Wha' happen?

FAQ

I included a FAQ following suggestions and questions asked:

Q: Tell us more about yourself? 🙂

A: My name is Sami Haouili, a Canadian-Lebanese who used to live in Toronto, ON, Canada (from Montreal originally).  I am 38 year old and I worked for 13 years as an Electronic Engineer then as a Program Manager for the DTV (Digital TV) group, starting with ATI Tech which subsequently was bought by AMD in 2006. We used to design processors which decode Video and Graphics for TV manufacturers (our clients where: Sony, Sanyo, LG, Visio,…).  I love motorcycles and back home, whenever the weather is good, I try to go riding my CBR 600RR with my buddies. I play amateur sports (Volley, Football, Snowboard,..) and I am an avid traveler.  I will use every opportunity to visit other countries and even try to ride once there:  I rented a motorcycle back in Thailand and in Vietnam.  I like to scuba-dive and do so whenever possible on my trips.  I am an outdoors-man, I enjoy hikes and camping but would only live in a city; I prefer being in a cosmopolitan, bustling, culturally diverse and rich environment where festivities, cultural/art events, concerts, parties,… abound.  I wish I could read more but when I do I have a penchant for French literature, although definitely not exclusive.

***

Q: How did this trip come about?

A: In July 2009, AMD under heavy debt decided to close or sell all non-PC related groups and mine, DTV (Digital TV group) was one of the victims.  Our group was sold to the competition (Broadcom) and soon thereafter around 300 of the 500 engineers and nearly all the management team got laid-off, including “moi”.  I decided to just go on a trip to Ecuador to see my best friends Barry & Alisson, relax and enjoy the countries outdoors.  Only my ex-girlfriend immediately sensed that this vacation would be a long one and in a matter of a week we separated.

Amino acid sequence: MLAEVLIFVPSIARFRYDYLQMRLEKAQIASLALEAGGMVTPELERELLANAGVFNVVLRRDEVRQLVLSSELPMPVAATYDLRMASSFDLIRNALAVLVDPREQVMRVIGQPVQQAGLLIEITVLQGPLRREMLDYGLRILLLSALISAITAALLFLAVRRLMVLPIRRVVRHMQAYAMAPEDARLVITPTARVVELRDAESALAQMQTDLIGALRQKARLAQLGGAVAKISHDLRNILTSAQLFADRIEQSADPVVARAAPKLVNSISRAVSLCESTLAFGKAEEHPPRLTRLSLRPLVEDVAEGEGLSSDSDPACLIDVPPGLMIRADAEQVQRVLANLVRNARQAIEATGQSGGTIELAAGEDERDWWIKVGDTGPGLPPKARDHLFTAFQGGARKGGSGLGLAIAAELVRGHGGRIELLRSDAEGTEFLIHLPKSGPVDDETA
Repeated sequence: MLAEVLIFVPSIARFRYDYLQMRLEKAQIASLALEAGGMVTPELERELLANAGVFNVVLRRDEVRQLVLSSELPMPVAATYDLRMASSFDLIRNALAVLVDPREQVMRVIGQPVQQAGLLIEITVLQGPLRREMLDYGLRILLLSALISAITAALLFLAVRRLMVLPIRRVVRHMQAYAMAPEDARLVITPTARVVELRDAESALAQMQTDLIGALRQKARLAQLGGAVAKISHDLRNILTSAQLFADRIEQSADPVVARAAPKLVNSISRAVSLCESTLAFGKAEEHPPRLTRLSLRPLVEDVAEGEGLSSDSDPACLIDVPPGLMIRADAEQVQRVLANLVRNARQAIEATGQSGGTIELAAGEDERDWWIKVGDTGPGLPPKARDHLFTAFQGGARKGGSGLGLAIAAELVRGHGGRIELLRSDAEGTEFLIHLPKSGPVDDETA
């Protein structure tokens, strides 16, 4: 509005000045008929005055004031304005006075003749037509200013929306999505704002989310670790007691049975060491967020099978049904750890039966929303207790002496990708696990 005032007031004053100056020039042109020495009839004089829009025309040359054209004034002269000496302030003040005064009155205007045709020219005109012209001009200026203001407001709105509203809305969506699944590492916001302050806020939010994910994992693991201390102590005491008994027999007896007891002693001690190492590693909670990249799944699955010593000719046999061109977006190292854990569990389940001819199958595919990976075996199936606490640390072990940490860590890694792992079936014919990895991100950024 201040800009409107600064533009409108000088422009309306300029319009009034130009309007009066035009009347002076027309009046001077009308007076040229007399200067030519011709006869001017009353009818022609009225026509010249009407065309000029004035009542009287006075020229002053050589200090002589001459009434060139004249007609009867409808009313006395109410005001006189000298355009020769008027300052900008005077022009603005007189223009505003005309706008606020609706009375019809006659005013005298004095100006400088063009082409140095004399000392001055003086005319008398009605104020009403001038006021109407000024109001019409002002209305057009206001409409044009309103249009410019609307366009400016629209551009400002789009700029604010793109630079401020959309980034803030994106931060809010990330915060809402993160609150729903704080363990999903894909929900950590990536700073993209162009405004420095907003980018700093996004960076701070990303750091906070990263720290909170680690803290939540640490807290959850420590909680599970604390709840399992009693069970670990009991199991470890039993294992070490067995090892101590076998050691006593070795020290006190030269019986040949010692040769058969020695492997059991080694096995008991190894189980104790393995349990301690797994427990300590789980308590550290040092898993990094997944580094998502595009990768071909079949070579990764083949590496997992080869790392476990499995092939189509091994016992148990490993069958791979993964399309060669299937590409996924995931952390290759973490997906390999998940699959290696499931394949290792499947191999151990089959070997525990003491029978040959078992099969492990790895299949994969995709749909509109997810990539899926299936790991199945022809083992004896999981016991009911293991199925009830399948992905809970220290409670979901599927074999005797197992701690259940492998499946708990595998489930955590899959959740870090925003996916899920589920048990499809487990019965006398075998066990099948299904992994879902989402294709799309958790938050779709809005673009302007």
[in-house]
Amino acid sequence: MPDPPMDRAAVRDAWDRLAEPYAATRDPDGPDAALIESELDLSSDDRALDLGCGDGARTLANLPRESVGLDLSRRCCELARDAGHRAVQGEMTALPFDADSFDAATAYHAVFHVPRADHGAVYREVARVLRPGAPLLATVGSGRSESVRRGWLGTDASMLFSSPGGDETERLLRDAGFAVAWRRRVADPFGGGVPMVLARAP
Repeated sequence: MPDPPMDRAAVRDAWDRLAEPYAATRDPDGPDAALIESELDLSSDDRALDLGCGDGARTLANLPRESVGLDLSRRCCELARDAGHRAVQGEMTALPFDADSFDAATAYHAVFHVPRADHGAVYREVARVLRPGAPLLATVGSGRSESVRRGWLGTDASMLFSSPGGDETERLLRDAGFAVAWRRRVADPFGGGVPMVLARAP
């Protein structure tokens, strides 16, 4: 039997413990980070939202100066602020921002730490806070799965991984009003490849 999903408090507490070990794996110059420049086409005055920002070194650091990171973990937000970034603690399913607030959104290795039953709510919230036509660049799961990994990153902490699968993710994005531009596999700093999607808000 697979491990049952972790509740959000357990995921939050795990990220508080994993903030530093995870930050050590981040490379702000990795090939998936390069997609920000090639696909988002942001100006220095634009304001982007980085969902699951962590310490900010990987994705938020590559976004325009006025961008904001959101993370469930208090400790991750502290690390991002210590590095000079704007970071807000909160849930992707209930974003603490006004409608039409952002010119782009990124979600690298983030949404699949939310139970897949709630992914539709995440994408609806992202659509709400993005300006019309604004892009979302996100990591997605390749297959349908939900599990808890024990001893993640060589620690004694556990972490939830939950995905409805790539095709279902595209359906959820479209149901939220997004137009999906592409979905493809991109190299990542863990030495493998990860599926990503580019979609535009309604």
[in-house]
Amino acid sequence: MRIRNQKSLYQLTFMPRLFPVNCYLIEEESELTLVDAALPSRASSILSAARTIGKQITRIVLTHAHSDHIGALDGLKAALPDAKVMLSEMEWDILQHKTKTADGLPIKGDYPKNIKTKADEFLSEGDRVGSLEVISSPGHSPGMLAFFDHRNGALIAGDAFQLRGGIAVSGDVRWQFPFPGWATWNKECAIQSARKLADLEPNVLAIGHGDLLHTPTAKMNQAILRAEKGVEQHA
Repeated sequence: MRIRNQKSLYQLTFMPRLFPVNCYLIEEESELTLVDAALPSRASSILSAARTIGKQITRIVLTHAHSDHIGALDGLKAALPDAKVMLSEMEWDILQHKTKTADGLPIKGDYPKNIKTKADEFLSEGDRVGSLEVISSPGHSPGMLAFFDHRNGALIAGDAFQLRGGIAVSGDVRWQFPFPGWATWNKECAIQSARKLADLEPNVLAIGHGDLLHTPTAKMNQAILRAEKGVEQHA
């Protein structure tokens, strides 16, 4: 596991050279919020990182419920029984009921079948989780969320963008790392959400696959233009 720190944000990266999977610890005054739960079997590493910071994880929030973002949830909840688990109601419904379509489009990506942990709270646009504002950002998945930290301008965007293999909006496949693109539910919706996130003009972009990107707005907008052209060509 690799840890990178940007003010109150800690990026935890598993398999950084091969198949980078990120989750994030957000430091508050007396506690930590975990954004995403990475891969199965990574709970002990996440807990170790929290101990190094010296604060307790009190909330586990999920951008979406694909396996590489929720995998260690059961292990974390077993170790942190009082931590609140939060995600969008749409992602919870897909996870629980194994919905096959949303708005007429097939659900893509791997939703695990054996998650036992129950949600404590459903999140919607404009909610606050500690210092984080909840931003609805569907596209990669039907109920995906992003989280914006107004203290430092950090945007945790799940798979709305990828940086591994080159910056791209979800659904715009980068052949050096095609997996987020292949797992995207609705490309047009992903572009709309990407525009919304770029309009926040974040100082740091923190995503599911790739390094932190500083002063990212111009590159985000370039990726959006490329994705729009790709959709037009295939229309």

The motorcycle trip was just a dream but in Ecuador it developed into a reality.  Single and no kids, my parents, brother and sister all doing well, it was the best time to just go ahead and live it.  I asked my sister to sell my car back home and with that money I bought a bike.  My original plan was to travel for a few months, up to Santiago de Chile and Mendoza (Arg.) to do a special expedition (you have to read the Blog to find out more;) then head back to reality.  But a few days into my trip I knew it would be hard to let go of this adventure and once I knew I would “lose” my plane return ticket to Canada (6 month limit), the last chain that was anchoring my adventure broke and the ultimate freedom feeling bestowed upon me and my voyage.  From that moment on, my journey took a life of its own and I was happy to let lead.